Fitzgerald sees the residence serving as a “public household.” It’s a concept based on the idea that a home can serve public functions normally associated with commercial or institutional spaces. For example neighbors could use the house as a spot for coworking and people in need could do laundry or take a shower on designated days.

Simone Weil is a fitting namesake for the home, given Fitzgerald wants to help build bridges and create dialogue across ideologies through the community. Weil, attracted to the Catholic Church though she never converted, was a figure who could be considered of the extreme left and extreme right. “She had a love for tradition and limitless solidarity with the disenfranchised,” said Fitzgerald, who attends Mass at St. Andrew as well as at St. Patrick in Northwest Portland. “Here I want people from different ideologies to work and pray together. No one should feel totally comfortable.”

Nigg sees the community as well-suited to achieve this end. “The church has become a scene for the culture wars to play out,” he said. “But no matter your ideological views, you can get behind the Catholic Worker. Because it looks to the fundamentals of the Gospel as a unifying force; the works of mercy are a universal call.”

Nonprofit status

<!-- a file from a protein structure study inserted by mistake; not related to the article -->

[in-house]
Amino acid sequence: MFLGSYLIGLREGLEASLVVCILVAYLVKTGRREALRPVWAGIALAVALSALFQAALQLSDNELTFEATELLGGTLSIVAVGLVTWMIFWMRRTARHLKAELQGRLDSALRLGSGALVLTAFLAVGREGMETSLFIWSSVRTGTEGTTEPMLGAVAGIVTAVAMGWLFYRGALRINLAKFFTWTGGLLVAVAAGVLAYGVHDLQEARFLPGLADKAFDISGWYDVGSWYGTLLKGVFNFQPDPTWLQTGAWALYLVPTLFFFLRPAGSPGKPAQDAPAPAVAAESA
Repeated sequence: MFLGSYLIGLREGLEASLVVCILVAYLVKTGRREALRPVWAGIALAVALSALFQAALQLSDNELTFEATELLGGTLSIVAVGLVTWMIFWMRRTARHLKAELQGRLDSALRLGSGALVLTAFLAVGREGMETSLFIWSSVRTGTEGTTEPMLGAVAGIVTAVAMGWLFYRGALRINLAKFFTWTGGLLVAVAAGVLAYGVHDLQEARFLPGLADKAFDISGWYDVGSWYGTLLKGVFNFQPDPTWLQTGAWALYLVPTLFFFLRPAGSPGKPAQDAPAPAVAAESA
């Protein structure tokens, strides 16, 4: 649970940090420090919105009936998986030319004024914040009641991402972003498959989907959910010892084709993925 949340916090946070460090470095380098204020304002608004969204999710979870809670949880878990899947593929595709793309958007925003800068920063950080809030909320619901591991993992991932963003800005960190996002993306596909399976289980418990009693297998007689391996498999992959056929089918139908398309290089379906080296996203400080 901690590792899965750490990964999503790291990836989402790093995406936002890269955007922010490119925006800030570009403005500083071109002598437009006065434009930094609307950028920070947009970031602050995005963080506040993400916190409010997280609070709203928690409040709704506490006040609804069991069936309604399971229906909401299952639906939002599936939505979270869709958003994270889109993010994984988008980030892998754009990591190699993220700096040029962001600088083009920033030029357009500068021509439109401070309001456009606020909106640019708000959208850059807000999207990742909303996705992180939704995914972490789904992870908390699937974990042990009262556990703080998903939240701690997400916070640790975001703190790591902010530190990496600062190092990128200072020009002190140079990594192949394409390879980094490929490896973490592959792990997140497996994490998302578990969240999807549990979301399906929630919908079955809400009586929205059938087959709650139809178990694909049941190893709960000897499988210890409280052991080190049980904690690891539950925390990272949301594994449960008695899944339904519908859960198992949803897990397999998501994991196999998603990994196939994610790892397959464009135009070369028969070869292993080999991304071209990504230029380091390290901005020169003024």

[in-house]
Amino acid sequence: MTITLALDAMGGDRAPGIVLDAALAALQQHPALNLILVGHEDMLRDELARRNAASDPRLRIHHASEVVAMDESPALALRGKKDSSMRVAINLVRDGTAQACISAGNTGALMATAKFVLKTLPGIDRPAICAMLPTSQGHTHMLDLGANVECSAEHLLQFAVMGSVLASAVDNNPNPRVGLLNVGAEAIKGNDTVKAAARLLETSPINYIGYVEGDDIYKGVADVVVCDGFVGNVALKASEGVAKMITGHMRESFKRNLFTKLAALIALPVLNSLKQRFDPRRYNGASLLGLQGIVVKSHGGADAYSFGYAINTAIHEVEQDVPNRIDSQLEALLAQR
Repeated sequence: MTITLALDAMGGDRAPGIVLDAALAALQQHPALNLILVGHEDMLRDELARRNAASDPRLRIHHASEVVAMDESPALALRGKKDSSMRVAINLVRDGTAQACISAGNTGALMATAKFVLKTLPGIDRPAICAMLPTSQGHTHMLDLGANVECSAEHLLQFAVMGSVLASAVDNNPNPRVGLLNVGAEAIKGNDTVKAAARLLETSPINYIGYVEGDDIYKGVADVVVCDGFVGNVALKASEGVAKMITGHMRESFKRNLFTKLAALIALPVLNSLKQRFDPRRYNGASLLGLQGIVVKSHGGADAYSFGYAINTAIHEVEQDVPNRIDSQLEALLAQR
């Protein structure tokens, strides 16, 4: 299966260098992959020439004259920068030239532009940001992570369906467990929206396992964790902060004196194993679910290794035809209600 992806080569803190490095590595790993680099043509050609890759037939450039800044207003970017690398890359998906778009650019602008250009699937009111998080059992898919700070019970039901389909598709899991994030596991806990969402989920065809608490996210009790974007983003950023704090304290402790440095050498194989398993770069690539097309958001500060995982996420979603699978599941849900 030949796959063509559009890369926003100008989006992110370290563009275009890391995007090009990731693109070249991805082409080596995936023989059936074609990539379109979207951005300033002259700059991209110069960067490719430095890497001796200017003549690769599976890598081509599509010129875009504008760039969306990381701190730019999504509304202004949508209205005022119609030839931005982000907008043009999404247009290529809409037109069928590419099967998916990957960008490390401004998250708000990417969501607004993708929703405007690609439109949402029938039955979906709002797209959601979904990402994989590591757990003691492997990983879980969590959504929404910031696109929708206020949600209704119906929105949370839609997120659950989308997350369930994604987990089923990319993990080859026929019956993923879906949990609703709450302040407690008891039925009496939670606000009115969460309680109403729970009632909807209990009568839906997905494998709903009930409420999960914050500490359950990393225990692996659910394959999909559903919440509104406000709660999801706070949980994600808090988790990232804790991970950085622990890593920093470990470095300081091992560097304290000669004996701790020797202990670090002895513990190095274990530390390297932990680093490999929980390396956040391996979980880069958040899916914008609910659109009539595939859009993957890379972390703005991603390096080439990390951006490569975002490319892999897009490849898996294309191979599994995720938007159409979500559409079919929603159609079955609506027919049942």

The decision to create a nonprofit to support the house “was a topic of deep conversation,” said Nigg, who’s been interested in the Catholic Worker movement since first volunteering at a house nearly 40 years ago. Catholic Worker houses traditionally do not seek the tax-exempt status, though a few have gone that route. Day “was displeased about participating in the IRS system that way,” said Nigg. “Once you buy into the tax system, you’d cease to be as free; you can’t speak out on some political matters.”

However, Nigg said some believe “this thinking is too purist for the modern age, with the way that fundraising works. It’s already hard enough to start a house as it is,” and it’s easier to raise money when supporters receive a tax deduction.

The Simone Weil House is not technically the nonprofit. In My Backyard is the name of the nonprofit that finances the house, and — in the future — other projects. Among them, according to Fitzgerald, will be efforts to help the faithful rethink ways to aid the homeless.